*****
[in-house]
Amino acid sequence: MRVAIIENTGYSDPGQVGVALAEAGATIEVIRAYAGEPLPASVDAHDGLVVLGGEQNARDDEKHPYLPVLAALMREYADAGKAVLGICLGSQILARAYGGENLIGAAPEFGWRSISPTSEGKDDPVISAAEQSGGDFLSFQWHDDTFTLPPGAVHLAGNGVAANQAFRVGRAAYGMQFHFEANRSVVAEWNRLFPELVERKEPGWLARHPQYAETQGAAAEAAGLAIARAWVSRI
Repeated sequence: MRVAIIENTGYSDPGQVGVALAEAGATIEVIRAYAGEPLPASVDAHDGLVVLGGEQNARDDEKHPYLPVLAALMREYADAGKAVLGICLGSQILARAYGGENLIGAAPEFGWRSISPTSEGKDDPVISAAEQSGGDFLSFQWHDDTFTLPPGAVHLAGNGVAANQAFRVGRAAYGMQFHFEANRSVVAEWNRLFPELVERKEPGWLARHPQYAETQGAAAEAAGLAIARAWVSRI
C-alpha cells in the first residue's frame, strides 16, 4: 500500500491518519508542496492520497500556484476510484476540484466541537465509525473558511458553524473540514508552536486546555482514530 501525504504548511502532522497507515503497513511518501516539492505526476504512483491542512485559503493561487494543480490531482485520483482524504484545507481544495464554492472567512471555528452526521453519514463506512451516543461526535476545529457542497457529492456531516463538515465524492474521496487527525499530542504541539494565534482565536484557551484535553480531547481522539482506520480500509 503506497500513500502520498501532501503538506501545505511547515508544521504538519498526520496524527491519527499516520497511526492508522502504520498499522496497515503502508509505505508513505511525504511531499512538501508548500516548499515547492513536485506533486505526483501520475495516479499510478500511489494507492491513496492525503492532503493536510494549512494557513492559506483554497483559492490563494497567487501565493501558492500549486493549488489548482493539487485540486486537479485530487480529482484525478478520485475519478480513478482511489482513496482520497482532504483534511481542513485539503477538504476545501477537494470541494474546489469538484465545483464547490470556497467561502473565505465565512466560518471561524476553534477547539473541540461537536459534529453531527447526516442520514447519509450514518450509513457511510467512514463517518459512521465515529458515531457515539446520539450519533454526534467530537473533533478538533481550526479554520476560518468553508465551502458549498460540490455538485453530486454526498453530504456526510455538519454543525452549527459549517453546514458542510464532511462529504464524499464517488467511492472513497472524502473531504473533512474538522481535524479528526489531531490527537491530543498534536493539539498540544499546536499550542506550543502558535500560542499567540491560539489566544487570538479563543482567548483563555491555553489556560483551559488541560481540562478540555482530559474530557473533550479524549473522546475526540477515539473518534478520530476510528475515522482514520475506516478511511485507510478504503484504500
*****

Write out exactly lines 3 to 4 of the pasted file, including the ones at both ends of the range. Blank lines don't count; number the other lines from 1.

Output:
Repeated sequence: MRVAIIENTGYSDPGQVGVALAEAGATIEVIRAYAGEPLPASVDAHDGLVVLGGEQNARDDEKHPYLPVLAALMREYADAGKAVLGICLGSQILARAYGGENLIGAAPEFGWRSISPTSEGKDDPVISAAEQSGGDFLSFQWHDDTFTLPPGAVHLAGNGVAANQAFRVGRAAYGMQFHFEANRSVVAEWNRLFPELVERKEPGWLARHPQYAETQGAAAEAAGLAIARAWVSRI
C-alpha cells in the first residue's frame, strides 16, 4: 500500500491518519508542496492520497500556484476510484476540484466541537465509525473558511458553524473540514508552536486546555482514530 501525504504548511502532522497507515503497513511518501516539492505526476504512483491542512485559503493561487494543480490531482485520483482524504484545507481544495464554492472567512471555528452526521453519514463506512451516543461526535476545529457542497457529492456531516463538515465524492474521496487527525499530542504541539494565534482565536484557551484535553480531547481522539482506520480500509 503506497500513500502520498501532501503538506501545505511547515508544521504538519498526520496524527491519527499516520497511526492508522502504520498499522496497515503502508509505505508513505511525504511531499512538501508548500516548499515547492513536485506533486505526483501520475495516479499510478500511489494507492491513496492525503492532503493536510494549512494557513492559506483554497483559492490563494497567487501565493501558492500549486493549488489548482493539487485540486486537479485530487480529482484525478478520485475519478480513478482511489482513496482520497482532504483534511481542513485539503477538504476545501477537494470541494474546489469538484465545483464547490470556497467561502473565505465565512466560518471561524476553534477547539473541540461537536459534529453531527447526516442520514447519509450514518450509513457511510467512514463517518459512521465515529458515531457515539446520539450519533454526534467530537473533533478538533481550526479554520476560518468553508465551502458549498460540490455538485453530486454526498453530504456526510455538519454543525452549527459549517453546514458542510464532511462529504464524499464517488467511492472513497472524502473531504473533512474538522481535524479528526489531531490527537491530543498534536493539539498540544499546536499550542506550543502558535500560542499567540491560539489566544487570538479563543482567548483563555491555553489556560483551559488541560481540562478540555482530559474530557473533550479524549473522546475526540477515539473518534478520530476510528475515522482514520475506516478511511485507510478504503484504500